Reimagining governance

(The Hindu)


It’s time to replace the UGC Act

(The Hindu)


India’s grand illusion

(Live Mint)


Towards a regional reset?

(The Hindu)

Synoptic line: It throws light on the issue of moves to normalise ties with China and Pakistan.

(GS paper II)



  • The government’s foreign policy moves over the past few months represent an unannounced but profound shift in its thinking about the neighbourhood. This could change the course of Prime Minister’s foreign policy before the general election next year. The most obvious in this is what is now being called the “reset” with China.




  • The trigger for the rapprochement between the two neighbours was the peaceful resolution of the Doklam standoff and PM’s meeting with Chinese President Xi Jinping in Xiamen last year, the outcome of the easing of tensions is being seen in New Delhi’s public postures this year. To begin with, the government has taken care not to respond with any heat to reports of the Chinese build-up at Doklam.


  • Construction by the People’s Liberation Army of new bases, bunkers and helipads, as well its troops staying in the erstwhile grazing grounds there through the winter is far from normal activity. Keeping its responses cool, New Delhi has been repeating that the Doklam standoff point is untouched and Chinese construction on their side of the boundary is “not a threat” to India.


  • The government has also gone to some lengths to tone down planned celebrations marking the anniversary of the Dalai Lama’s arrival from Tibet. New Delhi and Beijing have now embarked on a flurry of high-level visits that are meant to lead up to a summit meeting between the two leaders; they may even meet more than once.


  • The shift has given rise to speculation that the two sides are intent on making significant progress in smoothening ties on outstanding issues such as boundary negotiations and also narrowing the trade deficit, an issue discussed during the Chinese Commerce Minister’s visit to India recently.


  • Despite several appeals by the Maldivian opposition, and nudges from the U.S., the Indian government decided not to exert hard power in bringing Maldives President Abdulla Yameen around after he declared a state of emergency in the country. Nor did it engage China in a confrontation when Mr. Yameen sought Beijing’s support in this regard.


  • The government remained silent as Male went a step further and held discussions with Pakistan’s Army Chief, Gen. Qamar Javed Bajwa, on joint patrolling of its Exclusive Economic Zone, an area of operation in the Indian Ocean considered being India’s domain.


Progress with Pakistan


  • This year, the government admitted in Parliament for the first time that National Security Adviser (NSA) had met his Pakistani counterpart, as a part of “established channels of communications at various levels” between the two sides in the past few years, post-Pathankot.


  • Officials have confirmed that talks between the two NSAs have also taken place on the sidelines of conferences as well, and quite regularly telephonically. Meanwhile, the resolution of the standoff over the treatment of diplomats in Delhi and Islamabad indicates that neither government has the appetite for escalation at this point.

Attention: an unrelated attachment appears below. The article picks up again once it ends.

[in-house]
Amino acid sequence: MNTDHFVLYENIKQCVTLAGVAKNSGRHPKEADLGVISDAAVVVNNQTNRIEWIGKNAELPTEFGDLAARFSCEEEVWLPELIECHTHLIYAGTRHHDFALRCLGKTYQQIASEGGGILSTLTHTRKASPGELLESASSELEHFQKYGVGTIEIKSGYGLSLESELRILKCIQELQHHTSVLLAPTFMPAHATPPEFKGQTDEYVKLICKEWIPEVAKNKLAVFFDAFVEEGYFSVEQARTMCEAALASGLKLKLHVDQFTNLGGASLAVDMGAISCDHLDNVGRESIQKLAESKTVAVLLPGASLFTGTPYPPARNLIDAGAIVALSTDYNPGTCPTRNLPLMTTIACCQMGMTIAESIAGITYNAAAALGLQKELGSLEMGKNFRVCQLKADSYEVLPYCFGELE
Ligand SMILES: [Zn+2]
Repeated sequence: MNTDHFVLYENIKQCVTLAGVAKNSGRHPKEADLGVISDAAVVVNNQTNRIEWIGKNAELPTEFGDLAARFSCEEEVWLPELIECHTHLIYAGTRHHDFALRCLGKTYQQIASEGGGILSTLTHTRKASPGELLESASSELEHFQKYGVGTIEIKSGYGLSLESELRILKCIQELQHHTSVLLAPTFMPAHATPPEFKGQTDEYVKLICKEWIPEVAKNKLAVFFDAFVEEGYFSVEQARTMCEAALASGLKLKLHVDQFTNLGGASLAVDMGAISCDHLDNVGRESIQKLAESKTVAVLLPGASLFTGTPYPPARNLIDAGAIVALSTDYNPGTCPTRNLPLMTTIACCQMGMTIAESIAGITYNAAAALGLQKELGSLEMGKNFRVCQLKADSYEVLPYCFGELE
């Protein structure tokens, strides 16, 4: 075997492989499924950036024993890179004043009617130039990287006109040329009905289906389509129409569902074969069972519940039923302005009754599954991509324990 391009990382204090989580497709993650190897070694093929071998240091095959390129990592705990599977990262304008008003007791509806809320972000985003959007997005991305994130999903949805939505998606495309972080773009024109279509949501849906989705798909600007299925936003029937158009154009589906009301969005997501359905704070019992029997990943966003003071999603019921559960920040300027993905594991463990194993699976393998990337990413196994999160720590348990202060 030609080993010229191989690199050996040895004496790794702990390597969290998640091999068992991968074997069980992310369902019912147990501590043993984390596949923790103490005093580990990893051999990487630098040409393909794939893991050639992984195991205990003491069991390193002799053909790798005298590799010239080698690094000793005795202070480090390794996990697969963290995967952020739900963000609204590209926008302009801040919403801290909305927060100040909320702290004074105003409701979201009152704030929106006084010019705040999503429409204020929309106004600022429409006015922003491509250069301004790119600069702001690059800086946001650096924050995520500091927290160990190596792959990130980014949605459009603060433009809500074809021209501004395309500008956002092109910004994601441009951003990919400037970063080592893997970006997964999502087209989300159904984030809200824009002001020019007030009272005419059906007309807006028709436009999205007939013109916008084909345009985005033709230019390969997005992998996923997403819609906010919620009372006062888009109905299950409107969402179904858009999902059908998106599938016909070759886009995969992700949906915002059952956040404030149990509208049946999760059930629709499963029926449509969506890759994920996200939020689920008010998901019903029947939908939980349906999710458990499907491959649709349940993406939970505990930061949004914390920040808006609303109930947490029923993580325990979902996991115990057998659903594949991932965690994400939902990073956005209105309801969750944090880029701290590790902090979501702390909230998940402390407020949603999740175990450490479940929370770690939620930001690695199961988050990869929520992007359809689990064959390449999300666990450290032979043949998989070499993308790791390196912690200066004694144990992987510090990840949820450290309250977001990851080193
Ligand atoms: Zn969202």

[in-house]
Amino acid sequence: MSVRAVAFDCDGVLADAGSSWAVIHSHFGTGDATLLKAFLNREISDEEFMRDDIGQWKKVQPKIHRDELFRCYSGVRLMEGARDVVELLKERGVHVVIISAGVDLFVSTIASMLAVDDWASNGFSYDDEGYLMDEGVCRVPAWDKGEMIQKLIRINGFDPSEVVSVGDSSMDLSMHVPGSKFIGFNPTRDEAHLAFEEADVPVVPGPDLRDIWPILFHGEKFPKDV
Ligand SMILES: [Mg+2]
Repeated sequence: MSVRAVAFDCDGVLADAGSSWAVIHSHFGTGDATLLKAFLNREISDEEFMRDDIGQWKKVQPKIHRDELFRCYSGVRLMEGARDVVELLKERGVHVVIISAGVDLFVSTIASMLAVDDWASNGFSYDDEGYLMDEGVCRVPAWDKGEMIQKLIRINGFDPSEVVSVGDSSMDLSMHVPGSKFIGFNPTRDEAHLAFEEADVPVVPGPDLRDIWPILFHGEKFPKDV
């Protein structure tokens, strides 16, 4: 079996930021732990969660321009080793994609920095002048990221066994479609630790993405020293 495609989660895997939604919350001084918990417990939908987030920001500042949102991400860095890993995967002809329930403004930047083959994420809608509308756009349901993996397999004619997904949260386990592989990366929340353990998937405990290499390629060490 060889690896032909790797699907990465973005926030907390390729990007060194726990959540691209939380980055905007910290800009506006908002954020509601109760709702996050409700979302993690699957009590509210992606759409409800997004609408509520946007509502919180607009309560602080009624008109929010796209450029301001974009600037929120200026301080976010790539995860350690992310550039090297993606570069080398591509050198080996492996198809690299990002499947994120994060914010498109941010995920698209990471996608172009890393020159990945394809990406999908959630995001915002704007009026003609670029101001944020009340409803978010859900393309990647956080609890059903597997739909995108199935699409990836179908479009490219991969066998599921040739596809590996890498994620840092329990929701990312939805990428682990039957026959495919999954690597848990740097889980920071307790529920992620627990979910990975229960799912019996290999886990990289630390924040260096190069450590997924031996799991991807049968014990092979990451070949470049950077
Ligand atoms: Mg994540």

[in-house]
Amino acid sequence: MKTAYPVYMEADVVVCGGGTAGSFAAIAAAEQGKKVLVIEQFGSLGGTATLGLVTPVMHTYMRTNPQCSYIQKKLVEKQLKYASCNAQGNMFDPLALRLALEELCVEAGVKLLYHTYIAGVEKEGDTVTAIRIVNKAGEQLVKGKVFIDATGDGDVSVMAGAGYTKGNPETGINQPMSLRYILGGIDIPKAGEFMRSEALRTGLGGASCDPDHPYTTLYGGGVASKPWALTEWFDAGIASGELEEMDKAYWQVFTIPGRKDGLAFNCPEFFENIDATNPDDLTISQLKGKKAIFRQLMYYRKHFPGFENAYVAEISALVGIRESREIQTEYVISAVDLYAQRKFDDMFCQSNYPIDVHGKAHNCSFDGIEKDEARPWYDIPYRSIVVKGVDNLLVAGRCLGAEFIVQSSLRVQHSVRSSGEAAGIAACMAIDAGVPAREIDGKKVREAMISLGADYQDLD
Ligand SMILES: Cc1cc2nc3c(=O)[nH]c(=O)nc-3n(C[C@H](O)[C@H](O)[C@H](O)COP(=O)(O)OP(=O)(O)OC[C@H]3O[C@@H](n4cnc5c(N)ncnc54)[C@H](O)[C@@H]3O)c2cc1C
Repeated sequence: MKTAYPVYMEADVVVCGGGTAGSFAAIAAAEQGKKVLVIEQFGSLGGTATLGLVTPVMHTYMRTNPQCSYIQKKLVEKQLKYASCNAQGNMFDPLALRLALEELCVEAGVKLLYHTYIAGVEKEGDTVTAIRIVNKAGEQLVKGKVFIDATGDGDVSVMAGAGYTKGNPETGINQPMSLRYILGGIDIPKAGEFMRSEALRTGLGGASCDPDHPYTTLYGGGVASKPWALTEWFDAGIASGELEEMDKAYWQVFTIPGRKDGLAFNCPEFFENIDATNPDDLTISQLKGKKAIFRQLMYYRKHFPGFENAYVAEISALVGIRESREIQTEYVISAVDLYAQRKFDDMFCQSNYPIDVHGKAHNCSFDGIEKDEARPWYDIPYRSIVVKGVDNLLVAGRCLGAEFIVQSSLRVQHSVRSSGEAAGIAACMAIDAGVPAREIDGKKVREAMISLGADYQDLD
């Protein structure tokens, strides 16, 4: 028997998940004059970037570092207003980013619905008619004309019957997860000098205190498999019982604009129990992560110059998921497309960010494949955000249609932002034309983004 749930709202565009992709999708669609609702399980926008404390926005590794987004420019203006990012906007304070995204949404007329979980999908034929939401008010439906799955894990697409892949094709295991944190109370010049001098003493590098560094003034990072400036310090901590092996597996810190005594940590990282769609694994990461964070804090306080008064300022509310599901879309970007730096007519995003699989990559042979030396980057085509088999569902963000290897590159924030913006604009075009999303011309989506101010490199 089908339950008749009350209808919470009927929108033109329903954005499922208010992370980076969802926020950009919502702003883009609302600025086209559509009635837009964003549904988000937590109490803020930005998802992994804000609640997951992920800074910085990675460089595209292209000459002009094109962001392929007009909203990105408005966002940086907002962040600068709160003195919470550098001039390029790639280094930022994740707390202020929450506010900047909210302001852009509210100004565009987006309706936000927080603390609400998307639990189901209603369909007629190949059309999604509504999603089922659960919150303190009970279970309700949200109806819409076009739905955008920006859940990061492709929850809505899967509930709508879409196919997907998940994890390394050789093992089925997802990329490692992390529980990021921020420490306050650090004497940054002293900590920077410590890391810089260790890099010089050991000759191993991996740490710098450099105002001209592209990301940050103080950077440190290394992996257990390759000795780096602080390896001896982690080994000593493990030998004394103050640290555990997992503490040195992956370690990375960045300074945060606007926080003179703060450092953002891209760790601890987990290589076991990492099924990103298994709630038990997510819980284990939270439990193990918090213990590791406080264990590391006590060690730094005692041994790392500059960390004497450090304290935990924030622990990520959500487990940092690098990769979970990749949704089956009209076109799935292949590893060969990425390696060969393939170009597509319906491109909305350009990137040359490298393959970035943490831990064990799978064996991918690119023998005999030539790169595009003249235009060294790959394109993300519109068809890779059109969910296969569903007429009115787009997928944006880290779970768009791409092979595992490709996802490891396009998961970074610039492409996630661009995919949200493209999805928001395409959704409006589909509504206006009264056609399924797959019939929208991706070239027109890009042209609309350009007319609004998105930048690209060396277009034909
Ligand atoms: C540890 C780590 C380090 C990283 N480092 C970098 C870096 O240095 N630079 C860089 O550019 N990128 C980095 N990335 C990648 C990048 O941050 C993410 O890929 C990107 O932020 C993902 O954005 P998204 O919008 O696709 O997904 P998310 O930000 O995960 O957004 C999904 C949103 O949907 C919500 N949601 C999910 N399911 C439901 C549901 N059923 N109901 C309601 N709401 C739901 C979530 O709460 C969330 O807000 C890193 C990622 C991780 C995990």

• There are two issues on which both governments can show flexibility is China’s Belt and Road Initiative (BRI) and India’s bid for Nuclear Suppliers Group (NSG) membership. On the NSG, China could remove its block to India’s membership by adopting a more inclusive approach within the nuclear export control organisation.


  • Indian membership, which the Modi government seems to have made its objective, will only strengthen the international nuclear regime. Even if withdrawal of China’s objections does not soften the objections of more hardline “non-proliferationists” or Non-Proliferation Treaty-proponents, the goodwill from such a move would propel India-China relations forward.


  • On the BRI, if there is political will on both sides, they need not look too far for creative solutions around India’s three concerns: on territorial integrity, transparency of projects and their sustainability.


  • The solution to the first is contained in a proposal under consideration — to extend the China-Pakistan Economic Corridor (CPEC) to Afghanistan. While it may have not been the outcome discussed, the shift from the CPEC to what could be called PACE or the Pakistan-Afghanistan-China Economic corridor would necessitate a shift away from projects in Gilgit-Baltistan and Pakistan-occupied Kashmir.


  • Meanwhile, several countries, from Europe to Central and East Asia, are now echoing India’s concerns about the environmental and debt trap risks that BRI projects pose. India could take the lead in creating an international template for infrastructure and connectivity proposals, one that would seek to engage China and other donor countries in a structured approach towards debt financing.


Way ahead


  • The next steps will be defined not by a quiet or defensive approach to redefining India’s foreign policy in the region, but with a more bold and proactive one. The reset with China will work only if there are transactional dividends for both New Delhi and Beijing, in case the two governments go back to the default antagonism of the past after the summit meetings.


  • However, the real tipping point in India’s regional reset will come if the government also decides to reconsider its opposition to the South Asian Association for Regional Cooperation (SAARC) summit this year, with Pakistan as the host.


Question Bold moves to normalise ties with China and Pakistan will enhance India’s standing. Explain along with measures.


The power of incentives

(The Hindu)

Synoptic line: It throws light on the issue of assessment of incentives.

(GS paper III)